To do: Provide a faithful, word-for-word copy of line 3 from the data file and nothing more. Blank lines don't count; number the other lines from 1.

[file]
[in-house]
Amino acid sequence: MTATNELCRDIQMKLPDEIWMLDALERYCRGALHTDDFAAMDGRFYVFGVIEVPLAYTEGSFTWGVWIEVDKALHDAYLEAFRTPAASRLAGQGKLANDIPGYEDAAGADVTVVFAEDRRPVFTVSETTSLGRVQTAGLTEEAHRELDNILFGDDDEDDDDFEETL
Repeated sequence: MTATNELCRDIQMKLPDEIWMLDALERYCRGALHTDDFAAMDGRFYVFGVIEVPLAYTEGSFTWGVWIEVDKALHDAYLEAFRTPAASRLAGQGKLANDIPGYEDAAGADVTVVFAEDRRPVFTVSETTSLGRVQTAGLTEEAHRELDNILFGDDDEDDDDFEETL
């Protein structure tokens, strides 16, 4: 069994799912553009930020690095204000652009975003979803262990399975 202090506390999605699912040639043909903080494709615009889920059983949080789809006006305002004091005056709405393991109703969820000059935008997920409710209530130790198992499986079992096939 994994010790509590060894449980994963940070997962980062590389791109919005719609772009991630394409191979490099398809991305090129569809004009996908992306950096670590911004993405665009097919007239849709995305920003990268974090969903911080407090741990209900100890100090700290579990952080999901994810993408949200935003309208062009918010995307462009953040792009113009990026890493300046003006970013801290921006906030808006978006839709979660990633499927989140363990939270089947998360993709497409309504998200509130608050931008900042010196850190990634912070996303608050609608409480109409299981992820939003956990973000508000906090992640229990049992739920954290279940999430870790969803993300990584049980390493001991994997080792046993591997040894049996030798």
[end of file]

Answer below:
Repeated sequence: MTATNELCRDIQMKLPDEIWMLDALERYCRGALHTDDFAAMDGRFYVFGVIEVPLAYTEGSFTWGVWIEVDKALHDAYLEAFRTPAASRLAGQGKLANDIPGYEDAAGADVTVVFAEDRRPVFTVSETTSLGRVQTAGLTEEAHRELDNILFGDDDEDDDDFEETL